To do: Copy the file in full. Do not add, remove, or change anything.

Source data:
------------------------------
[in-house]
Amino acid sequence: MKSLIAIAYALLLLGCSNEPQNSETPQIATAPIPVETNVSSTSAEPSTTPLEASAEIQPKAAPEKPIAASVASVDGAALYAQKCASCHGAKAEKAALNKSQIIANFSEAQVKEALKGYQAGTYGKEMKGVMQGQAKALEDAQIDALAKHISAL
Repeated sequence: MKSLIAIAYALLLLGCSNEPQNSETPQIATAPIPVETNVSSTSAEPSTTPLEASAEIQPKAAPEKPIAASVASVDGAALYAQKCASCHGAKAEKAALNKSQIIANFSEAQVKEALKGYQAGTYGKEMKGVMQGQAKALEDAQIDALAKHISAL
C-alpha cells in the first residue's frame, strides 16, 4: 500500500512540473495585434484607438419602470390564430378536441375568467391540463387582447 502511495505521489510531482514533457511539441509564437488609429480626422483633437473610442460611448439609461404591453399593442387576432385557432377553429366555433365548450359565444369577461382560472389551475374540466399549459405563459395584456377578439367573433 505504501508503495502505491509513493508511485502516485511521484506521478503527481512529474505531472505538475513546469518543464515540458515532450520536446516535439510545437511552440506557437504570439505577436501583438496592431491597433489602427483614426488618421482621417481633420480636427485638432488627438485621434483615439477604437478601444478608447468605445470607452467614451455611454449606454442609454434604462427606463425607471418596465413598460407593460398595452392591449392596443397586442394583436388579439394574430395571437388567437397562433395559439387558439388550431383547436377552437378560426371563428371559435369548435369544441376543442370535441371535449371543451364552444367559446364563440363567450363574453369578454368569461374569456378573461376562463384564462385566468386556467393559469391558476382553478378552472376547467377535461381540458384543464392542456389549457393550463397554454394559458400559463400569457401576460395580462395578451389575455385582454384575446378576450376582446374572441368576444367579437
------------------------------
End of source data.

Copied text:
[in-house]
Amino acid sequence: MKSLIAIAYALLLLGCSNEPQNSETPQIATAPIPVETNVSSTSAEPSTTPLEASAEIQPKAAPEKPIAASVASVDGAALYAQKCASCHGAKAEKAALNKSQIIANFSEAQVKEALKGYQAGTYGKEMKGVMQGQAKALEDAQIDALAKHISAL
Repeated sequence: MKSLIAIAYALLLLGCSNEPQNSETPQIATAPIPVETNVSSTSAEPSTTPLEASAEIQPKAAPEKPIAASVASVDGAALYAQKCASCHGAKAEKAALNKSQIIANFSEAQVKEALKGYQAGTYGKEMKGVMQGQAKALEDAQIDALAKHISAL
C-alpha cells in the first residue's frame, strides 16, 4: 500500500512540473495585434484607438419602470390564430378536441375568467391540463387582447 502511495505521489510531482514533457511539441509564437488609429480626422483633437473610442460611448439609461404591453399593442387576432385557432377553429366555433365548450359565444369577461382560472389551475374540466399549459405563459395584456377578439367573433 505504501508503495502505491509513493508511485502516485511521484506521478503527481512529474505531472505538475513546469518543464515540458515532450520536446516535439510545437511552440506557437504570439505577436501583438496592431491597433489602427483614426488618421482621417481633420480636427485638432488627438485621434483615439477604437478601444478608447468605445470607452467614451455611454449606454442609454434604462427606463425607471418596465413598460407593460398595452392591449392596443397586442394583436388579439394574430395571437388567437397562433395559439387558439388550431383547436377552437378560426371563428371559435369548435369544441376543442370535441371535449371543451364552444367559446364563440363567450363574453369578454368569461374569456378573461376562463384564462385566468386556467393559469391558476382553478378552472376547467377535461381540458384543464392542456389549457393550463397554454394559458400559463400569457401576460395580462395578451389575455385582454384575446378576450376582446374572441368576444367579437